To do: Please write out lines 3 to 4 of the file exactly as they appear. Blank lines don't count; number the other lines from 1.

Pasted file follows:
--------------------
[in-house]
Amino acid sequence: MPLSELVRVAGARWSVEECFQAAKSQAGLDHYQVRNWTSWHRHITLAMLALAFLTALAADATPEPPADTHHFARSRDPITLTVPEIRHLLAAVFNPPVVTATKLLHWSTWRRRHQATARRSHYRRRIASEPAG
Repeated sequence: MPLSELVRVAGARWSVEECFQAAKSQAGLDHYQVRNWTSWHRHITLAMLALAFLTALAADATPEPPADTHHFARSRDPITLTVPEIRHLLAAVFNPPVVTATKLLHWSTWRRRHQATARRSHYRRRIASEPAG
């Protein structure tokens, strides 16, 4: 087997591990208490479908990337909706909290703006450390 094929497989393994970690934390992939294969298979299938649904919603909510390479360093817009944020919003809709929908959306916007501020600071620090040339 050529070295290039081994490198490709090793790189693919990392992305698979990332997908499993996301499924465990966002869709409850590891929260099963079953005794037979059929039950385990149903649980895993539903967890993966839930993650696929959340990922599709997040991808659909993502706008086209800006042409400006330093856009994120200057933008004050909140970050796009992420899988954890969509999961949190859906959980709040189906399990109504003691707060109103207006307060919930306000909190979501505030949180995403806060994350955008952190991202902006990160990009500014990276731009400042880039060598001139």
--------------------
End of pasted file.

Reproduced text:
Repeated sequence: MPLSELVRVAGARWSVEECFQAAKSQAGLDHYQVRNWTSWHRHITLAMLALAFLTALAADATPEPPADTHHFARSRDPITLTVPEIRHLLAAVFNPPVVTATKLLHWSTWRRRHQATARRSHYRRRIASEPAG
């Protein structure tokens, strides 16, 4: 087997591990208490479908990337909706909290703006450390 094929497989393994970690934390992939294969298979299938649904919603909510390479360093817009944020919003809709929908959306916007501020600071620090040339 050529070295290039081994490198490709090793790189693919990392992305698979990332997908499993996301499924465990966002869709409850590891929260099963079953005794037979059929039950385990149903649980895993539903967890993966839930993650696929959340990922599709997040991808659909993502706008086209800006042409400006330093856009994120200057933008004050909140970050796009992420899988954890969509999961949190859906959980709040189906399990109504003691707060109103207006307060919930306000909190979501505030949180995403806060994350955008952190991202902006990160990009500014990276731009400042880039060598001139």